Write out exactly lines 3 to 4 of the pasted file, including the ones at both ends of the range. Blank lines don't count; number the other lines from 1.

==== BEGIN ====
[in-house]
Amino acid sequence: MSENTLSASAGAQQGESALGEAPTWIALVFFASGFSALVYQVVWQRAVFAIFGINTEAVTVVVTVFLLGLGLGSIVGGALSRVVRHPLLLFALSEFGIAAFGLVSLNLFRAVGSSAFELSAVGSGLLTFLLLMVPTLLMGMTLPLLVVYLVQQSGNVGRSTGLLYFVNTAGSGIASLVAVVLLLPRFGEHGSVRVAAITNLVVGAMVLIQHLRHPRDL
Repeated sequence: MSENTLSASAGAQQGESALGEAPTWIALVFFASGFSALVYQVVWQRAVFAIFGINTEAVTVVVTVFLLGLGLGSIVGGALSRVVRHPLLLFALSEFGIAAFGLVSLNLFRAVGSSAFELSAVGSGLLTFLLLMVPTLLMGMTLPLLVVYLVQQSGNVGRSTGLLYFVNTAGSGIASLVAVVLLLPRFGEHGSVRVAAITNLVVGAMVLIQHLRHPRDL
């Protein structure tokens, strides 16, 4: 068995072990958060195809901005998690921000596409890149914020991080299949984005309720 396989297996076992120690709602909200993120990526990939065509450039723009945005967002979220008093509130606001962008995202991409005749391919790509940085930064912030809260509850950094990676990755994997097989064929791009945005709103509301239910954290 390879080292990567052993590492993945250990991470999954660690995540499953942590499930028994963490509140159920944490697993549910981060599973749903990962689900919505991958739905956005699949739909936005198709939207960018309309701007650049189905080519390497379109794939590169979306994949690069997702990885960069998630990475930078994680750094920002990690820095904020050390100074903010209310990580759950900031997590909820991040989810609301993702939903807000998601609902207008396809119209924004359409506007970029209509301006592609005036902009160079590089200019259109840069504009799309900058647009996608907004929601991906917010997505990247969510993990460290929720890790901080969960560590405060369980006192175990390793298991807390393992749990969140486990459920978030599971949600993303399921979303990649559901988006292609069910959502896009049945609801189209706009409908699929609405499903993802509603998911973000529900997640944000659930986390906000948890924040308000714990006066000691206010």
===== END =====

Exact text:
Repeated sequence: MSENTLSASAGAQQGESALGEAPTWIALVFFASGFSALVYQVVWQRAVFAIFGINTEAVTVVVTVFLLGLGLGSIVGGALSRVVRHPLLLFALSEFGIAAFGLVSLNLFRAVGSSAFELSAVGSGLLTFLLLMVPTLLMGMTLPLLVVYLVQQSGNVGRSTGLLYFVNTAGSGIASLVAVVLLLPRFGEHGSVRVAAITNLVVGAMVLIQHLRHPRDL
């Protein structure tokens, strides 16, 4: 068995072990958060195809901005998690921000596409890149914020991080299949984005309720 396989297996076992120690709602909200993120990526990939065509450039723009945005967002979220008093509130606001962008995202991409005749391919790509940085930064912030809260509850950094990676990755994997097989064929791009945005709103509301239910954290 390879080292990567052993590492993945250990991470999954660690995540499953942590499930028994963490509140159920944490697993549910981060599973749903990962689900919505991958739905956005699949739909936005198709939207960018309309701007650049189905080519390497379109794939590169979306994949690069997702990885960069998630990475930078994680750094920002990690820095904020050390100074903010209310990580759950900031997590909820991040989810609301993702939903807000998601609902207008396809119209924004359409506007970029209509301006592609005036902009160079590089200019259109840069504009799309900058647009996608907004929601991906917010997505990247969510993990460290929720890790901080969960560590405060369980006192175990390793298991807390393992749990969140486990459920978030599971949600993303399921979303990649559901988006292609069910959502896009049945609801189209706009409908699929609405499903993802509603998911973000529900997640944000659930986390906000948890924040308000714990006066000691206010």